Temporary surveillance is anything but routine. Maybe part of your building is exposed during a renovation project and you'd like to keep an eye on the area. Perhaps a public event will draw a large crowd and new areas need to be monitored.
"Temporary surveillance is needed when there's some infrequent or unique incident," explains Randy Montelius, vice president of engineering for Communications Engineering Company. "It could be because there was a theft in an unexpected area or there's some damage and you're not clear on the origins."
These situations call for security measures that may not be addressed by your current monitoring systems or protocol. To best prepare for unusual security needs, consider creating a mobile camera kit and plan of action that can be deployed at a moment's notice.
Personalize a Backup Plan
Identify the limitations of your existing security measures to anticipate incidents that warrant temporary surveillance. You may not typically need surveillance coverage of your parking lot or a back entrance, but what happens when you do?
Tabletop scenarios are a great way to flesh out strategies for on-the-spot security needs. Ask rhetorical questions about uncommon incidences and explore solutions. For example:
- How would you respond to concerns about equipment theft during a construction project?
- Where would it be beneficial to add extra cameras for a public event?
- Would you amplify your security force if a high-risk building in your area received a threat?
- If workplace violence occurs, would employees feel more at ease knowing surveillance will be beefed up for a period of time?
Apart from adding an extra shift of guards, you can respond to a variety of temporary suveillance needs by keeping a kit of mobile cameras on hand.
Add Mobile Cameras
A short-term surveillance kit can be tailored to your facility's needs and shared between multiple sites. A security package typically contains a combination of fixed and pan-tilt-zoom (PTZ) cameras, video storage, a transmitter for wireless models, housing options, and mounting accessories. You can also include 360-degree cameras for maximum coverage.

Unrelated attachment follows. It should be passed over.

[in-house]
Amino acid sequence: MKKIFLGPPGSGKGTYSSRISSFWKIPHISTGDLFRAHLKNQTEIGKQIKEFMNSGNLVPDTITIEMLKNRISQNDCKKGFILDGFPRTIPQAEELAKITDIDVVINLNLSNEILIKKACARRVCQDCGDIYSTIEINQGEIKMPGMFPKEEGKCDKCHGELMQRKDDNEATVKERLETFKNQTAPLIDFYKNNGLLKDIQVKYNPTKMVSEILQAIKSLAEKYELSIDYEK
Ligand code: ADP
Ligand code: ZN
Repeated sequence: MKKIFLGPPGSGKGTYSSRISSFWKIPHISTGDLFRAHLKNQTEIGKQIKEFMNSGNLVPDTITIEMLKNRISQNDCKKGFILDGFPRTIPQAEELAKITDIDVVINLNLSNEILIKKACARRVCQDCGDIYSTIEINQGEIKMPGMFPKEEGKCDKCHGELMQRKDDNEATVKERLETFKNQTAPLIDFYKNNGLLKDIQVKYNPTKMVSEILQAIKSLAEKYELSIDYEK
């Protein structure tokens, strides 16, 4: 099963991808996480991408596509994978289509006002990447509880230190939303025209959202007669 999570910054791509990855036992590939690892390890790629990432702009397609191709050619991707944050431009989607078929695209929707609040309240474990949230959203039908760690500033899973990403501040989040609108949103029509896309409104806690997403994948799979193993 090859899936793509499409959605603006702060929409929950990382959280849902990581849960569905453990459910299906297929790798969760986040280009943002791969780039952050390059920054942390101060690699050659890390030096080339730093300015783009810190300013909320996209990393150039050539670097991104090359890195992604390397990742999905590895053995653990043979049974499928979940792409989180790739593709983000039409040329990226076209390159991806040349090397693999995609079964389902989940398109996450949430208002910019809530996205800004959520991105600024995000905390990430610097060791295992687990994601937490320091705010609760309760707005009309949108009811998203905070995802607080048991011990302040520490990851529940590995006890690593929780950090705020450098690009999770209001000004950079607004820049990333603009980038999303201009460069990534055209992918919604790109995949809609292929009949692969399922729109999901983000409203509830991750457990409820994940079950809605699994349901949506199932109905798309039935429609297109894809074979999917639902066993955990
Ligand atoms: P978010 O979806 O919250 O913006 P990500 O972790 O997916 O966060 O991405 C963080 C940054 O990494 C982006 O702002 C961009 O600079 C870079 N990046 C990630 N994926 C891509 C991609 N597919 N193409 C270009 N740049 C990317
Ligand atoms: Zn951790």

IP cameras, which connect to your network, offer the greatest flexibility and provide instant connectivity. IP cameras can either stream live video or have onboard recording. They are useful for remote locations, areas with low bandwidth, or situations where they need to be moved easily.
"Analog cameras need a whole system behind them to record," says Paul Bodell, executive VP of global business development for IQinVision, a manufacturer of security cameras. "With an IP camera, it's its own recorder. You can either connect it to the network or just plug it into a power source. When your event is over or the incident has occurred, you go see what the camera has on it."
Don't be hesitant to add video analytics to your cameras as well. Video analysis software can identify a security breach within its field of view.
"The software algorithms are programmed to detect certain kinds of movement, like a door opening after hours," explains Paul Smith, EVP for DVTel, a manufacturer of security equipment. "If a suspicious action occurs, it sends an alert to a predetermined location, like your security team or the police department."
Increase the Night Watch
Remember that surveillance isn't limited to camera systems – it also includes your security personnel. "You may want to increase your security force for an extended period of time, particularly for crowd control or at entrances with increased traffic," recommends Montelius.
Teaming guards with surveillance technology brings the best of both worlds. "A security guard can only be in one place at one time. Temporary surveillance is a workforce multiplier," says Bodell. "You can station a guard at a main entrance and have her or him monitor several temporary cameras, allowing for a much broader area to be covered."
Regardless of which methods are right for your property, identify your temporary surveillance strategy and be prepared for security conundrums.
Jennie Morton (firstname.lastname@example.org) is assistant editor of BUILDINGS.